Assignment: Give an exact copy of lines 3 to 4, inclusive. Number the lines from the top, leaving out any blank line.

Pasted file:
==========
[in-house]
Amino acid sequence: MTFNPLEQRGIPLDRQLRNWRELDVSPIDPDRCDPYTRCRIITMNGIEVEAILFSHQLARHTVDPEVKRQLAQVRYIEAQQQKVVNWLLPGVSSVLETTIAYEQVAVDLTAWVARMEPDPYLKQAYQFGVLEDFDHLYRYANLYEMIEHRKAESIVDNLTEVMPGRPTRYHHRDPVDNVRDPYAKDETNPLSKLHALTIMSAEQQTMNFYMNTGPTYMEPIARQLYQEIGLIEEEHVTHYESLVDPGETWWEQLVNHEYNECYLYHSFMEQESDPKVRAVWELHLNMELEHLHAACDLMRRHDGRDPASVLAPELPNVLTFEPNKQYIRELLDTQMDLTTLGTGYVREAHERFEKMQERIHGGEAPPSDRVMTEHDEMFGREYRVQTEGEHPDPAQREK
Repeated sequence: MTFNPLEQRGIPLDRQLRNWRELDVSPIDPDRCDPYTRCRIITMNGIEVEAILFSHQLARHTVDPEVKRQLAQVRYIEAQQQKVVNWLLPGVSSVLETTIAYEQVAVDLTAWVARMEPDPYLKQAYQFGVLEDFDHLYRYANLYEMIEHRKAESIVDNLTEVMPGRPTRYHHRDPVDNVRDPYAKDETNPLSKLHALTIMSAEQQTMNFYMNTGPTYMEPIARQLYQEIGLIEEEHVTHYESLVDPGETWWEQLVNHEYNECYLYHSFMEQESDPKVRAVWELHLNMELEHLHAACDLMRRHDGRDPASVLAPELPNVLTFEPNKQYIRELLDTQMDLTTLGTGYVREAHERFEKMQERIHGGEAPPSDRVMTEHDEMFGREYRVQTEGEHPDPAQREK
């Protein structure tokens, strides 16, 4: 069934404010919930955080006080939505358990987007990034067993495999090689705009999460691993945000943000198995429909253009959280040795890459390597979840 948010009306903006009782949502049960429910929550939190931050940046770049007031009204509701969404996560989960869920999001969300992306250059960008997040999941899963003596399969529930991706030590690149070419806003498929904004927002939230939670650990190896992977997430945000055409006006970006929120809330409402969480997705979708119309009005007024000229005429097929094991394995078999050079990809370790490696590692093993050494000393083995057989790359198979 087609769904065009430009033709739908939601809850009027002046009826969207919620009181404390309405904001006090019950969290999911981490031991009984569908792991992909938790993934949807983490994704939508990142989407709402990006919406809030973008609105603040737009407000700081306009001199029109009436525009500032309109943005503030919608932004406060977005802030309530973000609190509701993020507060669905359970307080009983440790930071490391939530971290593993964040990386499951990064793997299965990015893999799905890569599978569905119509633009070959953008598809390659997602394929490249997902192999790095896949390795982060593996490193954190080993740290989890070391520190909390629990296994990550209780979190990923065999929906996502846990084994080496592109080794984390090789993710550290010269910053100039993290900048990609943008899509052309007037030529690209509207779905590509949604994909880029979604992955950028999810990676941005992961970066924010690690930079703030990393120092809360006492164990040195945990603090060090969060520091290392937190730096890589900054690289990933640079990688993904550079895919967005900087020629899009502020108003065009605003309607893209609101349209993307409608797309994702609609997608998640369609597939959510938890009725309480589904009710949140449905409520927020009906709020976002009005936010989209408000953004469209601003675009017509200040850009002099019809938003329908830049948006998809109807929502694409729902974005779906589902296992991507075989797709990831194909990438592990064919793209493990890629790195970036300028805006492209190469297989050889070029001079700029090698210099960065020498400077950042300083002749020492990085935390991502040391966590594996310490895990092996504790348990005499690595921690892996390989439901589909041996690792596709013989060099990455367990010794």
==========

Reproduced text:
Repeated sequence: MTFNPLEQRGIPLDRQLRNWRELDVSPIDPDRCDPYTRCRIITMNGIEVEAILFSHQLARHTVDPEVKRQLAQVRYIEAQQQKVVNWLLPGVSSVLETTIAYEQVAVDLTAWVARMEPDPYLKQAYQFGVLEDFDHLYRYANLYEMIEHRKAESIVDNLTEVMPGRPTRYHHRDPVDNVRDPYAKDETNPLSKLHALTIMSAEQQTMNFYMNTGPTYMEPIARQLYQEIGLIEEEHVTHYESLVDPGETWWEQLVNHEYNECYLYHSFMEQESDPKVRAVWELHLNMELEHLHAACDLMRRHDGRDPASVLAPELPNVLTFEPNKQYIRELLDTQMDLTTLGTGYVREAHERFEKMQERIHGGEAPPSDRVMTEHDEMFGREYRVQTEGEHPDPAQREK
């Protein structure tokens, strides 16, 4: 069934404010919930955080006080939505358990987007990034067993495999090689705009999460691993945000943000198995429909253009959280040795890459390597979840 948010009306903006009782949502049960429910929550939190931050940046770049007031009204509701969404996560989960869920999001969300992306250059960008997040999941899963003596399969529930991706030590690149070419806003498929904004927002939230939670650990190896992977997430945000055409006006970006929120809330409402969480997705979708119309009005007024000229005429097929094991394995078999050079990809370790490696590692093993050494000393083995057989790359198979 087609769904065009430009033709739908939601809850009027002046009826969207919620009181404390309405904001006090019950969290999911981490031991009984569908792991992909938790993934949807983490994704939508990142989407709402990006919406809030973008609105603040737009407000700081306009001199029109009436525009500032309109943005503030919608932004406060977005802030309530973000609190509701993020507060669905359970307080009983440790930071490391939530971290593993964040990386499951990064793997299965990015893999799905890569599978569905119509633009070959953008598809390659997602394929490249997902192999790095896949390795982060593996490193954190080993740290989890070391520190909390629990296994990550209780979190990923065999929906996502846990084994080496592109080794984390090789993710550290010269910053100039993290900048990609943008899509052309007037030529690209509207779905590509949604994909880029979604992955950028999810990676941005992961970066924010690690930079703030990393120092809360006492164990040195945990603090060090969060520091290392937190730096890589900054690289990933640079990688993904550079895919967005900087020629899009502020108003065009605003309607893209609101349209993307409608797309994702609609997608998640369609597939959510938890009725309480589904009710949140449905409520927020009906709020976002009005936010989209408000953004469209601003675009017509200040850009002099019809938003329908830049948006998809109807929502694409729902974005779906589902296992991507075989797709990831194909990438592990064919793209493990890629790195970036300028805006492209190469297989050889070029001079700029090698210099960065020498400077950042300083002749020492990085935390991502040391966590594996310490895990092996504790348990005499690595921690892996390989439901589909041996690792596709013989060099990455367990010794």